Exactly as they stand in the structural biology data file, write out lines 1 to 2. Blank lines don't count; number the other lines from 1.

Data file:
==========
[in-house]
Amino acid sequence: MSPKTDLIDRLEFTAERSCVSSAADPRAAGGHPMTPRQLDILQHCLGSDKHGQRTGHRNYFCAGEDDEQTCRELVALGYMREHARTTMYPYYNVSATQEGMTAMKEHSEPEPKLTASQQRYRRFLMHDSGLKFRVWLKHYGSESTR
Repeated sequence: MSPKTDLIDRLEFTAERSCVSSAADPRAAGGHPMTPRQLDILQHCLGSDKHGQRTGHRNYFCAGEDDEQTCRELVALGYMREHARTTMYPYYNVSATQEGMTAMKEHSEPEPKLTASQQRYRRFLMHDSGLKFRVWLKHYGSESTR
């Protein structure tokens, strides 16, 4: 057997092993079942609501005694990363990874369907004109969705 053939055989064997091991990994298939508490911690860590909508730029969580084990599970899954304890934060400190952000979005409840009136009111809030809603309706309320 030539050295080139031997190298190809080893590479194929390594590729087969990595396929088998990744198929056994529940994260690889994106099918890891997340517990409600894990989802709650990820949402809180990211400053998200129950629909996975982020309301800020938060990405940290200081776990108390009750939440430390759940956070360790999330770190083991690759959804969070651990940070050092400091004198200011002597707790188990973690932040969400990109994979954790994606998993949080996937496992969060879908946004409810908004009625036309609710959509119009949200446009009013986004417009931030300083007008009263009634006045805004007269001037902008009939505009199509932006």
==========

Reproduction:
[in-house]
Amino acid sequence: MSPKTDLIDRLEFTAERSCVSSAADPRAAGGHPMTPRQLDILQHCLGSDKHGQRTGHRNYFCAGEDDEQTCRELVALGYMREHARTTMYPYYNVSATQEGMTAMKEHSEPEPKLTASQQRYRRFLMHDSGLKFRVWLKHYGSESTR